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Monday, October 6, 2014

A Story from the Testing Lab: Calibration Standards

Many years ago we received a typical phone call from a customer that was struggling to get their 10-year-old brightness tester to calibrate. We talked them through the calibration procedure. They seemed to understand the steps and process. They calibrated, check linearity and translucency. When they went to check the calibration it was not right. We talked them through diagnostics looking at lamp voltage. They had a spare lamp. So, they installed it and refocused the new lamp. Calibration was still off. Finally, they checked the different voltages on the instrument, but this did not give us the solution to the calibration problem.  Throughout all of this, the customer insisted that we needed to visit the site and get this rectified.

We scheduled the trip and sent a technician to the site. They were armed with all sorts of tools, parts, calibration standards and strategies to allow them to attack this problem instrument head on.  Upon arriving at the facility, the technician sat with the instrument and read the set of calibration standards they had brought with them. The calibration was even farther off than the customer had indicated.  The technician calibrated the instrument with the new standards and checked the calibration for linearity and translucency. The instrument was in perfect calibration.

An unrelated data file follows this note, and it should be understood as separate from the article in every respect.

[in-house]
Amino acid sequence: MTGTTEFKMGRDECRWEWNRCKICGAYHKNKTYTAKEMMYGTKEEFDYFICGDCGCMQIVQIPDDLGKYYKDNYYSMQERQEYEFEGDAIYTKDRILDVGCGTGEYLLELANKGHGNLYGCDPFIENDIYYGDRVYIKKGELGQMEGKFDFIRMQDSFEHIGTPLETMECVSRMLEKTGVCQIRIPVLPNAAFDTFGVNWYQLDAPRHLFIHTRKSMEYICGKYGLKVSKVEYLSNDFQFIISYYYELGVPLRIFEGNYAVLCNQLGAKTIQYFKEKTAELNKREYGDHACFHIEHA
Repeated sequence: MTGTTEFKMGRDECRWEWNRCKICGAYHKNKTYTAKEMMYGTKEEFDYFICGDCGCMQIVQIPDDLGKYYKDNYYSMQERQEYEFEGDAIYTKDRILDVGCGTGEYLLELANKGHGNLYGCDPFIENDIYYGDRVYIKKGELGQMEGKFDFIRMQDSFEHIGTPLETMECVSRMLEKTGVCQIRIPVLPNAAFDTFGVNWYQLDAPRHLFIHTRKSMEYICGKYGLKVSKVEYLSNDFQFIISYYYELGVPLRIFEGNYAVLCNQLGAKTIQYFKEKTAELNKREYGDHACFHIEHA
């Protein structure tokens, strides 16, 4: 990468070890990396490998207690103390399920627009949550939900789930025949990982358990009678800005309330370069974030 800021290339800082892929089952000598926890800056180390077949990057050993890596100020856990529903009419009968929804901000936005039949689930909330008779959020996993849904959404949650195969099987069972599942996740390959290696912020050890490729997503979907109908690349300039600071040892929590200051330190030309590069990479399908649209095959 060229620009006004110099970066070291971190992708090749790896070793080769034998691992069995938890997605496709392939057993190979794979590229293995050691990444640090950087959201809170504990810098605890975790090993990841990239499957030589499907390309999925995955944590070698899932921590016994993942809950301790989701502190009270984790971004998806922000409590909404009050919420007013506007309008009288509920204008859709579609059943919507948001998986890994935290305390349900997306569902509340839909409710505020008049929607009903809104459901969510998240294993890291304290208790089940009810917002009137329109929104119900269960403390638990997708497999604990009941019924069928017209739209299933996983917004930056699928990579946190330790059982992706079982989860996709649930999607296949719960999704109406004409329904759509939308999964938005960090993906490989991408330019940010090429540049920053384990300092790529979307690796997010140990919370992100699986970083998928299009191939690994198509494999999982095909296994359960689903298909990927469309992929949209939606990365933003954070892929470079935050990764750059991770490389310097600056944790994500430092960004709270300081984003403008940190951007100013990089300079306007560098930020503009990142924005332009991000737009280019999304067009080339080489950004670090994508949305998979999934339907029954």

After this was completed the technician asked the customer to see the calibration standards they had been using. The customer went to a drawer in the testing lab and removed a set of paper calibration standards from an envelope. She explained that they had carefully cared for the standards since they came with the instrument OVER 10 YEARS AGO.

It was obvious to the technician that the paper calibration standards had yellowed and become frayed over the 10 years of use. Those calibration standards were no longer usable.

The Paper Industry has a unique, but extremely reliable calibration process and hierarchy. This is based on using paper calibration standards as a transfer standard from the Master instruments. However, since the standards are paper, they will age and require replacement on occasion. The life of the standards is based on how well the standards are maintained (see TAPPI T 1219 Storage of paper samples for optical measurements and color matching). Subscriptions are available on a monthly or quarterly basis.